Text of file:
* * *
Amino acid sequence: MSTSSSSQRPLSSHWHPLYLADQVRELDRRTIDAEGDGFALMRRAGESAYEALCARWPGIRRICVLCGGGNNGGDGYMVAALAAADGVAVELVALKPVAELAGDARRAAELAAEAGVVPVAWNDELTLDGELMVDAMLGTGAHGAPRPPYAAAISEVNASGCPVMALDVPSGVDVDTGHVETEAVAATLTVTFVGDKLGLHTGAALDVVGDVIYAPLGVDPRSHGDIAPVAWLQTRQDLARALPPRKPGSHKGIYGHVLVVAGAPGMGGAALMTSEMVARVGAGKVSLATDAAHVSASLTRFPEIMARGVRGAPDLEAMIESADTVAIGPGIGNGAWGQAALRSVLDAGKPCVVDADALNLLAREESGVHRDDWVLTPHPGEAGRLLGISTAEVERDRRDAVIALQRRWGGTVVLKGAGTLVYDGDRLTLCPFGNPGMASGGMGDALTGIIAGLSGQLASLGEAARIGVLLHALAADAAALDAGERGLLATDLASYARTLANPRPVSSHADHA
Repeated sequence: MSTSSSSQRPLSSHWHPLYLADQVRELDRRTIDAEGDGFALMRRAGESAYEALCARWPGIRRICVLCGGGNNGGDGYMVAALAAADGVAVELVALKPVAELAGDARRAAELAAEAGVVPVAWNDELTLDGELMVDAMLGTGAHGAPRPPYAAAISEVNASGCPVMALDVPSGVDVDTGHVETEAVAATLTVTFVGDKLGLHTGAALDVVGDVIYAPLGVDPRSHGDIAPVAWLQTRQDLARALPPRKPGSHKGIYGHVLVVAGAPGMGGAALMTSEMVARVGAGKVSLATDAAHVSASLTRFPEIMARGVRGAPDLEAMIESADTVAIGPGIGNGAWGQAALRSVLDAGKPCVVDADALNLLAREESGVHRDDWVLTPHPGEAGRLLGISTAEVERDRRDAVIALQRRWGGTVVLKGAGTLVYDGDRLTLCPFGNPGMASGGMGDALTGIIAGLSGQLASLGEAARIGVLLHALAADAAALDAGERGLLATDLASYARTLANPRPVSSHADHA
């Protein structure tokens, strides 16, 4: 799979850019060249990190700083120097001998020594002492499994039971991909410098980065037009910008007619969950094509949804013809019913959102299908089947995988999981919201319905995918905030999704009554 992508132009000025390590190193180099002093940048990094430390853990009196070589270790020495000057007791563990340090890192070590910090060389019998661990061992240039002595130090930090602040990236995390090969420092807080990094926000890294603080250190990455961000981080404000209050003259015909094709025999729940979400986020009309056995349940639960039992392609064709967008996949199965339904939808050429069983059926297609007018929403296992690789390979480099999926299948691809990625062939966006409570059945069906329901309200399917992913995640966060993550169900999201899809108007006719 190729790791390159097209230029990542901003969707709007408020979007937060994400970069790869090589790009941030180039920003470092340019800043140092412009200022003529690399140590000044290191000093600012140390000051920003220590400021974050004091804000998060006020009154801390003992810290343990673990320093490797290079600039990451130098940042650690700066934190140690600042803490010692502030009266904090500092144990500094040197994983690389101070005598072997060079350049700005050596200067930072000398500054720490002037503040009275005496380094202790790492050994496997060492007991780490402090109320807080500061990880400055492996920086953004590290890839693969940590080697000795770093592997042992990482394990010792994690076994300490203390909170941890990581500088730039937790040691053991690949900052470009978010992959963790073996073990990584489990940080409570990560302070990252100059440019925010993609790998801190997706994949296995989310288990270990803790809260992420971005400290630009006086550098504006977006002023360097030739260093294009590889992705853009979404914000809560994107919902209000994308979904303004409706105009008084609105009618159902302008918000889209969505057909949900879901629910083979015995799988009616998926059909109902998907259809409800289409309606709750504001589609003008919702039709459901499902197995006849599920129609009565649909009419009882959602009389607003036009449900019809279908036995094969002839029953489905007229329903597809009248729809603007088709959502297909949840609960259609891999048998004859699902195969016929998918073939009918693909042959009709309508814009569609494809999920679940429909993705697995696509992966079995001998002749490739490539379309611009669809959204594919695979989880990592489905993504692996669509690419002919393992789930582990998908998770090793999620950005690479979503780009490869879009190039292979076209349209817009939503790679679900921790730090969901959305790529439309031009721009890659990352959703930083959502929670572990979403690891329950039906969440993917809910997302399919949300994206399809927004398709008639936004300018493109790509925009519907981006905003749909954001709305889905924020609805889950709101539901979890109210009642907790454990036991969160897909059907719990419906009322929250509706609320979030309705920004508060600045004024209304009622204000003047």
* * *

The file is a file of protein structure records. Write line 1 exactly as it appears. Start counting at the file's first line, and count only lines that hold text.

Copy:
Amino acid sequence: MSTSSSSQRPLSSHWHPLYLADQVRELDRRTIDAEGDGFALMRRAGESAYEALCARWPGIRRICVLCGGGNNGGDGYMVAALAAADGVAVELVALKPVAELAGDARRAAELAAEAGVVPVAWNDELTLDGELMVDAMLGTGAHGAPRPPYAAAISEVNASGCPVMALDVPSGVDVDTGHVETEAVAATLTVTFVGDKLGLHTGAALDVVGDVIYAPLGVDPRSHGDIAPVAWLQTRQDLARALPPRKPGSHKGIYGHVLVVAGAPGMGGAALMTSEMVARVGAGKVSLATDAAHVSASLTRFPEIMARGVRGAPDLEAMIESADTVAIGPGIGNGAWGQAALRSVLDAGKPCVVDADALNLLAREESGVHRDDWVLTPHPGEAGRLLGISTAEVERDRRDAVIALQRRWGGTVVLKGAGTLVYDGDRLTLCPFGNPGMASGGMGDALTGIIAGLSGQLASLGEAARIGVLLHALAADAAALDAGERGLLATDLASYARTLANPRPVSSHADHA